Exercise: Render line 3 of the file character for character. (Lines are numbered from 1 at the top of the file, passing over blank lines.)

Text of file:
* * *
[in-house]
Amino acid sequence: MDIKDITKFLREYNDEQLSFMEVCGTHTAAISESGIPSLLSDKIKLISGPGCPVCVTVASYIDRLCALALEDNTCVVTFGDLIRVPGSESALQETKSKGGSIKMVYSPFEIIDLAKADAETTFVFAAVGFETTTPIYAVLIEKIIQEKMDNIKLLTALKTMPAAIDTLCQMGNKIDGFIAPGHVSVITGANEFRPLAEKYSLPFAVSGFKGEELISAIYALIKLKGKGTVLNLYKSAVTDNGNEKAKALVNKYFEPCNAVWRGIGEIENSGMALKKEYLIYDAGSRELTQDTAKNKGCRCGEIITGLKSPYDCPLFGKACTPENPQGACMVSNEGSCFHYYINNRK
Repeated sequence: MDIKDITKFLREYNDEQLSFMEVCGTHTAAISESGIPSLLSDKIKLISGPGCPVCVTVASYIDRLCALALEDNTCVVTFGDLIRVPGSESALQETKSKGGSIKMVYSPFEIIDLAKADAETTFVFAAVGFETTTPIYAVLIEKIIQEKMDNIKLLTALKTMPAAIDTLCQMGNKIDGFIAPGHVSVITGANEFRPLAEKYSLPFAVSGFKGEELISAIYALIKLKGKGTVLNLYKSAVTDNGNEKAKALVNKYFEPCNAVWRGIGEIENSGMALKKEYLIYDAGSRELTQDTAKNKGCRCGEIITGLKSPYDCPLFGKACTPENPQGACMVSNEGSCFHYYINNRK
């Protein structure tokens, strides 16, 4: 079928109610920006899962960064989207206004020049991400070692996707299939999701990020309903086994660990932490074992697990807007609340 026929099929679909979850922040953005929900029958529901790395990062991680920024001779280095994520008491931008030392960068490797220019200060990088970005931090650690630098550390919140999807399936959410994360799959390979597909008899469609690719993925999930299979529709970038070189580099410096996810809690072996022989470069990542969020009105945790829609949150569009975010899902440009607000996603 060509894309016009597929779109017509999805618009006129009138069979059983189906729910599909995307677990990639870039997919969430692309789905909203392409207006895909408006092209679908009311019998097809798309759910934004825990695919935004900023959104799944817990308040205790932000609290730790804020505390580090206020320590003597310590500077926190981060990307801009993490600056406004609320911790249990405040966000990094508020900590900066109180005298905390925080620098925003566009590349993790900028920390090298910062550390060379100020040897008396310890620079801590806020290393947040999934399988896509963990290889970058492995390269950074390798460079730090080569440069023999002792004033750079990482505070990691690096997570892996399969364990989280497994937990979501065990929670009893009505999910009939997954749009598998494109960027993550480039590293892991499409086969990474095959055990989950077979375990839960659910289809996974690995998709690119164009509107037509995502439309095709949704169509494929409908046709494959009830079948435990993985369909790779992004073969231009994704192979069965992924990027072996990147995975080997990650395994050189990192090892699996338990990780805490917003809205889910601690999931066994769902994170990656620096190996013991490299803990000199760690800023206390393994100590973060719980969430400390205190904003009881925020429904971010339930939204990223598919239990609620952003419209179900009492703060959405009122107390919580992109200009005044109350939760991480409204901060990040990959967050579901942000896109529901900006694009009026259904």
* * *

Repeated sequence: MDIKDITKFLREYNDEQLSFMEVCGTHTAAISESGIPSLLSDKIKLISGPGCPVCVTVASYIDRLCALALEDNTCVVTFGDLIRVPGSESALQETKSKGGSIKMVYSPFEIIDLAKADAETTFVFAAVGFETTTPIYAVLIEKIIQEKMDNIKLLTALKTMPAAIDTLCQMGNKIDGFIAPGHVSVITGANEFRPLAEKYSLPFAVSGFKGEELISAIYALIKLKGKGTVLNLYKSAVTDNGNEKAKALVNKYFEPCNAVWRGIGEIENSGMALKKEYLIYDAGSRELTQDTAKNKGCRCGEIITGLKSPYDCPLFGKACTPENPQGACMVSNEGSCFHYYINNRK